LBM is adopted to evaluate the accuracy of these two models. Figure 8 shows the comparison of the calculated results of the two models with the simulation results of LBM.

Figure 8: Comparison of the calculated results of two apparent permeability calculation models with the simulation results of LBM.

Figure 8: Comparison of the calculated results of two apparent permeability calculation models with the simulation results of LBM.

As shown in Fig. 8, when the Knudsen number is small, kr increases slowly with the increase of Knudsen number. Both models can well describe the microscale effect. But when Knudsen number gets higher, kr increases quickly as Knudsen number increases. The B-K model will obviously overestimate the microscale effect, while the Klinkenberg model gives a better prediction. In addition, our simulation results suggest that the proportionality factor c in Klinkenberg model should be modified to 0.8.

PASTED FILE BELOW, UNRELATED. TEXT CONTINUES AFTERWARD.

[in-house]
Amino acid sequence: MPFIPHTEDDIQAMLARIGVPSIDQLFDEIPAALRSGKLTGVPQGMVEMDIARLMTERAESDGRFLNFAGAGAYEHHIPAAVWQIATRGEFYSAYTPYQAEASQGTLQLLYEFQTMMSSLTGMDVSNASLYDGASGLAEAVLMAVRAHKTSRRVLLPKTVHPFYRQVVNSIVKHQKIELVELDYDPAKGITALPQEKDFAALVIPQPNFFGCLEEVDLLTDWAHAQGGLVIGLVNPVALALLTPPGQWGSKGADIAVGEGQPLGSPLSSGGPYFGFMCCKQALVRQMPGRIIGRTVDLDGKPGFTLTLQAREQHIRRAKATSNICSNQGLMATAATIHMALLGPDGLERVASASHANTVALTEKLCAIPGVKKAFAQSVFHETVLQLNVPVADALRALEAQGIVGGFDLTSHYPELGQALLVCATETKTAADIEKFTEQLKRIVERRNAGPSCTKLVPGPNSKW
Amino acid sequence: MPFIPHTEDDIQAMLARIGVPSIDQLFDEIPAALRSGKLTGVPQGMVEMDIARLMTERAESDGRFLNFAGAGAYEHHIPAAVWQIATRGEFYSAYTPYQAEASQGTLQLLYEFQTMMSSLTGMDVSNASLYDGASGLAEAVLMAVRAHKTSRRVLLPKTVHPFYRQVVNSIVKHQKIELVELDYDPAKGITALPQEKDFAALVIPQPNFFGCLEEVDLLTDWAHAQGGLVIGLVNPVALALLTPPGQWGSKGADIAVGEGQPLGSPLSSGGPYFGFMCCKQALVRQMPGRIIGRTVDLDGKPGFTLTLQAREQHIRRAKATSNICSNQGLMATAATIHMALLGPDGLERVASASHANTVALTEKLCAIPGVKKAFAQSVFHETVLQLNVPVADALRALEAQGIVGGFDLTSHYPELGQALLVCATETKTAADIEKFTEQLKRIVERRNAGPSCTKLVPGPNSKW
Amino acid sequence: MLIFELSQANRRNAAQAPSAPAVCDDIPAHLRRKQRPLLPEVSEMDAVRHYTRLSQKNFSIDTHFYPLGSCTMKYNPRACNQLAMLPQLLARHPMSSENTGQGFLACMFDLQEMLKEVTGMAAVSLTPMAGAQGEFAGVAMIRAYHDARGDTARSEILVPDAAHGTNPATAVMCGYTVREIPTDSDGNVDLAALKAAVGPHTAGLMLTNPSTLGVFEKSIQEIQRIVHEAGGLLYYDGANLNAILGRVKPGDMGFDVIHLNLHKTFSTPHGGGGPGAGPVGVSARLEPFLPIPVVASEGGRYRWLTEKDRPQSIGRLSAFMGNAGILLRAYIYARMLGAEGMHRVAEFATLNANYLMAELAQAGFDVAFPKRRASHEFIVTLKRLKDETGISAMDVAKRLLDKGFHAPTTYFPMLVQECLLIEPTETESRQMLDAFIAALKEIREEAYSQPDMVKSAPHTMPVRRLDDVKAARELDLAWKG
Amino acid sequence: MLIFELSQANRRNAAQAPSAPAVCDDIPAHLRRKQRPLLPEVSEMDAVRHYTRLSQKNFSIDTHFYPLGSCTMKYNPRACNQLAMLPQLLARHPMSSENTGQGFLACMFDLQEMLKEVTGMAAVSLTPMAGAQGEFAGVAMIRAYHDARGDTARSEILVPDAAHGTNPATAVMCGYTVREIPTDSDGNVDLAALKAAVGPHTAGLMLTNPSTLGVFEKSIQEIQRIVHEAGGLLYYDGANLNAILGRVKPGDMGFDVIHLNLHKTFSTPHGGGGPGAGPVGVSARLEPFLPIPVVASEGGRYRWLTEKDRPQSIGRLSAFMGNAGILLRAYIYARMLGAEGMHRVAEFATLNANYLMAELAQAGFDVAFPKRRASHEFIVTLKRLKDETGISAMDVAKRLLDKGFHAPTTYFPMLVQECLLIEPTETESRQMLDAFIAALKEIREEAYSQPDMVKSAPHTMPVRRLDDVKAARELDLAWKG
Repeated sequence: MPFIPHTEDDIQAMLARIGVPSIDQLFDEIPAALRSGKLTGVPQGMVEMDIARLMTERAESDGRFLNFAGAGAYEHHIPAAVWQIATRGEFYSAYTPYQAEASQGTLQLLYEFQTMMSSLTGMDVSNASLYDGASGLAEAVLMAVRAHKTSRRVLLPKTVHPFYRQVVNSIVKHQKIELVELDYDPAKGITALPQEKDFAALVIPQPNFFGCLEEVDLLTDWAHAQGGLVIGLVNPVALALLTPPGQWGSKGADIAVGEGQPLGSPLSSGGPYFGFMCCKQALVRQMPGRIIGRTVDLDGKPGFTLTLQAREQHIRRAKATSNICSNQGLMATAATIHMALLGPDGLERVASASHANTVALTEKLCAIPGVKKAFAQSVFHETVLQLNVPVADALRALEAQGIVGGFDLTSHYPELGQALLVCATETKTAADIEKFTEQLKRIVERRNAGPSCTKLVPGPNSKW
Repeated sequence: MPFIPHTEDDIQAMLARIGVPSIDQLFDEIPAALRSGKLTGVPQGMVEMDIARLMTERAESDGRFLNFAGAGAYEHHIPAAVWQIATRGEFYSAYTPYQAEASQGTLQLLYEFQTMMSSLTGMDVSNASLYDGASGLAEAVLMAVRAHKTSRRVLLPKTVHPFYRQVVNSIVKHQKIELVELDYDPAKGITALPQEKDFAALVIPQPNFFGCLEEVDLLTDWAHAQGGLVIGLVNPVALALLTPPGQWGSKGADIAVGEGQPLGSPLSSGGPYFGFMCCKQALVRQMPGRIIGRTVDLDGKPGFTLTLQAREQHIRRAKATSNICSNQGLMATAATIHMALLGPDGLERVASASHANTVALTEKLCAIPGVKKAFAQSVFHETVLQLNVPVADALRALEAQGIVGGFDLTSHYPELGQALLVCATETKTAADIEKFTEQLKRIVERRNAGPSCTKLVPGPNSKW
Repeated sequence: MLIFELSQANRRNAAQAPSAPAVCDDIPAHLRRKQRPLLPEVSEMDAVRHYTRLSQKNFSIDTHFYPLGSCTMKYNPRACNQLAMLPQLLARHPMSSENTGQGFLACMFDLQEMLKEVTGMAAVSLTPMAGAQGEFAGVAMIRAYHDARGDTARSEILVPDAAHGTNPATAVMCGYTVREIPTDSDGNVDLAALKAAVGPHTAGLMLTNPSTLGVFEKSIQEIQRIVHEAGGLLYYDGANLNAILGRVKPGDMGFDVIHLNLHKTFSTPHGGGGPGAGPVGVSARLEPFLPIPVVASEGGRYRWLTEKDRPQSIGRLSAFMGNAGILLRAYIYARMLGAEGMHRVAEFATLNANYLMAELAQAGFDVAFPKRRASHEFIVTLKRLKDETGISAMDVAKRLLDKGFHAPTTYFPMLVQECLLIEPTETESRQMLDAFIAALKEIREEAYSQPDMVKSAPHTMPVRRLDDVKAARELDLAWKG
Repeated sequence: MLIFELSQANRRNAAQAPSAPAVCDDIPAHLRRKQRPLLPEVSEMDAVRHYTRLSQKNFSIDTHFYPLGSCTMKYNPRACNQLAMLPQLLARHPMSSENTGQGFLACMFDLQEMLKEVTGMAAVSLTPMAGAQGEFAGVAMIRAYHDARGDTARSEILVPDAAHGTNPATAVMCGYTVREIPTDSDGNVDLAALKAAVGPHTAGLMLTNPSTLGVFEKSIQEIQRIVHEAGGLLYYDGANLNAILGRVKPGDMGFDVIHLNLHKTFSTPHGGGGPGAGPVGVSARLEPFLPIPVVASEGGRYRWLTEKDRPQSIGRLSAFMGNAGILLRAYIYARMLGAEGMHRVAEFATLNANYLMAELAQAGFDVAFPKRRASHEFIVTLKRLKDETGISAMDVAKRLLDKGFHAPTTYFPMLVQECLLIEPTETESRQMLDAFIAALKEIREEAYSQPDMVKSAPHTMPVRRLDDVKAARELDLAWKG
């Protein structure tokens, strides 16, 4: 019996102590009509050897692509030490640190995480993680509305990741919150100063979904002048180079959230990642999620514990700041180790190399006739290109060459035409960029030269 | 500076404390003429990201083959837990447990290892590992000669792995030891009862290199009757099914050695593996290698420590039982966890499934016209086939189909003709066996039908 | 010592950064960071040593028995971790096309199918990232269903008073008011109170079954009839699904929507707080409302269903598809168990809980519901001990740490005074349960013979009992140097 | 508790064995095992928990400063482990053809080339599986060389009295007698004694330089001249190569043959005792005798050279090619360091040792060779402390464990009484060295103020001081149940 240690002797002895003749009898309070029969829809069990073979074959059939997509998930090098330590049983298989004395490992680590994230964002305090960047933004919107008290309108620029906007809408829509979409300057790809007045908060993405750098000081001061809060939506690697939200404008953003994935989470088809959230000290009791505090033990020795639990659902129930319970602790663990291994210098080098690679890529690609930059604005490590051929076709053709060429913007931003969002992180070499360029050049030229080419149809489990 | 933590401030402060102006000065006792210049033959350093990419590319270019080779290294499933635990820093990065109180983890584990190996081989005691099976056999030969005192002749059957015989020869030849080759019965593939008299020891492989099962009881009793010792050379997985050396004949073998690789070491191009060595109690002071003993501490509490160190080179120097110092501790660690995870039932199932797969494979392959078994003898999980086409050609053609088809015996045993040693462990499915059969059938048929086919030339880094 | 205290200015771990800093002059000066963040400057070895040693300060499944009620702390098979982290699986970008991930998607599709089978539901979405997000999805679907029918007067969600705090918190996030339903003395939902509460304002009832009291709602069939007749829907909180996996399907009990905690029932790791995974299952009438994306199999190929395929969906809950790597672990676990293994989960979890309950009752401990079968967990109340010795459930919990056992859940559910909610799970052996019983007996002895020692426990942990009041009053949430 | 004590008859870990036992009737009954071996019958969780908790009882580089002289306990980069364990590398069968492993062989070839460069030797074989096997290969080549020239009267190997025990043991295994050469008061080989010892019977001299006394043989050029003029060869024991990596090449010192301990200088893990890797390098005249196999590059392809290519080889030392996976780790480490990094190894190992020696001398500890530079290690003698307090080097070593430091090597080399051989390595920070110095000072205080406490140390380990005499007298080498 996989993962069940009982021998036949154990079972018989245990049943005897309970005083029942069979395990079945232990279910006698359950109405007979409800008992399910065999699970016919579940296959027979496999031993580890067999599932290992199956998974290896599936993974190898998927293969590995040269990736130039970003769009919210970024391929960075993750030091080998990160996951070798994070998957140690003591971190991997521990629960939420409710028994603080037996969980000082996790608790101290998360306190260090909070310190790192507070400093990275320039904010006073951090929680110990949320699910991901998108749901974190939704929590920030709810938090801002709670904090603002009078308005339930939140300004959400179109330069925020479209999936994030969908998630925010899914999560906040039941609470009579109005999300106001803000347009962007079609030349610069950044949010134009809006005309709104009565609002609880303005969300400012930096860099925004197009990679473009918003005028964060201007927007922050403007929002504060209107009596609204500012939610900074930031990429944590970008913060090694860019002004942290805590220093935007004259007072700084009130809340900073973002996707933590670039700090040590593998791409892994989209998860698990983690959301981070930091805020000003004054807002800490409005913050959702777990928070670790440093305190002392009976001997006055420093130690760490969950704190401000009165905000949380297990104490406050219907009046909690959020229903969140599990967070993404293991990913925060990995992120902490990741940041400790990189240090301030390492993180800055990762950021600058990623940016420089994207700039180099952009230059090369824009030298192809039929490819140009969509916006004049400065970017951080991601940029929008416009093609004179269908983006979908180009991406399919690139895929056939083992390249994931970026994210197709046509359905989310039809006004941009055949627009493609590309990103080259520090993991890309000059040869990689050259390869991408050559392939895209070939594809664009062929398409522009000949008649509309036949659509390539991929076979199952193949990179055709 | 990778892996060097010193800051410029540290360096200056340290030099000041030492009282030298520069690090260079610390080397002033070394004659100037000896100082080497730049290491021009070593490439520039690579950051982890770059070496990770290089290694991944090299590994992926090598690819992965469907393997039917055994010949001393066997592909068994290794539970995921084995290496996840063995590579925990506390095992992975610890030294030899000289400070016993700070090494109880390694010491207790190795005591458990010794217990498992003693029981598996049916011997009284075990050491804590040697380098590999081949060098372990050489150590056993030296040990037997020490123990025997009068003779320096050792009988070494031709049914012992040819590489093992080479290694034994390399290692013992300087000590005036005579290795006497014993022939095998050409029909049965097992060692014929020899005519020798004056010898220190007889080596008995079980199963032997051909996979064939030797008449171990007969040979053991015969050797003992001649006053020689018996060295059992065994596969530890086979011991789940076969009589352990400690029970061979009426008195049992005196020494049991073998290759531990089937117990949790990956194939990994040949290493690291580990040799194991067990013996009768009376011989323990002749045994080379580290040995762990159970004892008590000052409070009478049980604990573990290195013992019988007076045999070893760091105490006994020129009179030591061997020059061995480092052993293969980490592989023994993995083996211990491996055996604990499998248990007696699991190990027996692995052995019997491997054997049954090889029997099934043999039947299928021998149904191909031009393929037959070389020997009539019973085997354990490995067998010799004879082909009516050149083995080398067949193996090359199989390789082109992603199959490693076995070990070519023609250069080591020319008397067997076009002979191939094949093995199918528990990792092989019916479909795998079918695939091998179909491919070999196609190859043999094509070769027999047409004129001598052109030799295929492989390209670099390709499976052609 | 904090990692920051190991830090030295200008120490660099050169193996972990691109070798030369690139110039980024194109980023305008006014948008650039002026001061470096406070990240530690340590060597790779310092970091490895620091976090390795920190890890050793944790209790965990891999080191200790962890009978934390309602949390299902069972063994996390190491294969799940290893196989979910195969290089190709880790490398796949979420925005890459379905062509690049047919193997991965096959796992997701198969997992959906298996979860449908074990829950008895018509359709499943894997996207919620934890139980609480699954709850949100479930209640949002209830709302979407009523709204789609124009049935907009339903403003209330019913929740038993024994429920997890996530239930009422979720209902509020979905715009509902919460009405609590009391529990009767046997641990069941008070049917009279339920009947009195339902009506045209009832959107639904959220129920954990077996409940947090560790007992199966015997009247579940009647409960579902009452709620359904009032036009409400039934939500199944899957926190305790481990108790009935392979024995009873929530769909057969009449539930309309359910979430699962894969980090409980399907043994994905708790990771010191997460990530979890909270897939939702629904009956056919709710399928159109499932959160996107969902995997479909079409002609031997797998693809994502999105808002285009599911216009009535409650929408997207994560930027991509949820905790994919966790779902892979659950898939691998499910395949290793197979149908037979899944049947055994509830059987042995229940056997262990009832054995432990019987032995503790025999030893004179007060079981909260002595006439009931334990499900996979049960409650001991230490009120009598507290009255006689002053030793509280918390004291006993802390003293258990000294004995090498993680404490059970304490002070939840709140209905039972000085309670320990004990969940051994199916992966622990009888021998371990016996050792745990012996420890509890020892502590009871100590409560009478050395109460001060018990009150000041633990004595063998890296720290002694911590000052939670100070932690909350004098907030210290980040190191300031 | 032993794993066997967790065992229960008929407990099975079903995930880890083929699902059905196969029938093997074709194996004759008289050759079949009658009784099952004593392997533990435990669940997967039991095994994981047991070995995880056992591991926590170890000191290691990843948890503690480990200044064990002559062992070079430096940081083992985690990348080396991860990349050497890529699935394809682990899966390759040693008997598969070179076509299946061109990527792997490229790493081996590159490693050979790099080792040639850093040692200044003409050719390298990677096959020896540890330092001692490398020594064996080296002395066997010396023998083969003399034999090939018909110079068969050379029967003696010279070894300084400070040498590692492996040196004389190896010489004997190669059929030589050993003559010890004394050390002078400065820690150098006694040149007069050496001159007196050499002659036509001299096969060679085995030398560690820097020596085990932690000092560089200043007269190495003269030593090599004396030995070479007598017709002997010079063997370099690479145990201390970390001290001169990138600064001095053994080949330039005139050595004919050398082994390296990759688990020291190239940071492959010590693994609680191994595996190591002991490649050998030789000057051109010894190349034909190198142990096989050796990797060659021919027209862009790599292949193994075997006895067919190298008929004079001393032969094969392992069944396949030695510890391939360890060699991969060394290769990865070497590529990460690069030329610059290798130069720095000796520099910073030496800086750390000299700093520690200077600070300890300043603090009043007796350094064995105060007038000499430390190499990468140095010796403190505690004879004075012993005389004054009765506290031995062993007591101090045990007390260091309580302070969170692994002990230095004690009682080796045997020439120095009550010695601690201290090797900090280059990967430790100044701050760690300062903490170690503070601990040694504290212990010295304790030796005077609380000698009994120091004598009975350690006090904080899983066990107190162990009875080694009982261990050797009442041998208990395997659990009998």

After getting the modified Klinkenberg model, our simulation results can be used in the following way. For any porous medium, it can be equivalent to the capillary bundles. Then the equivalent pore size can be obtained according to Eq. (1), and the corresponding Knudsen number can be calculated by Eq. (14). After obtaining the Knudsen number, the modified Klinkenberg model can be used to calculate the apparent permeability of the tight porous medium, which is a critical parameter in the macroscale numerical simulation of tight gas or shale gas reservoirs.

Discussion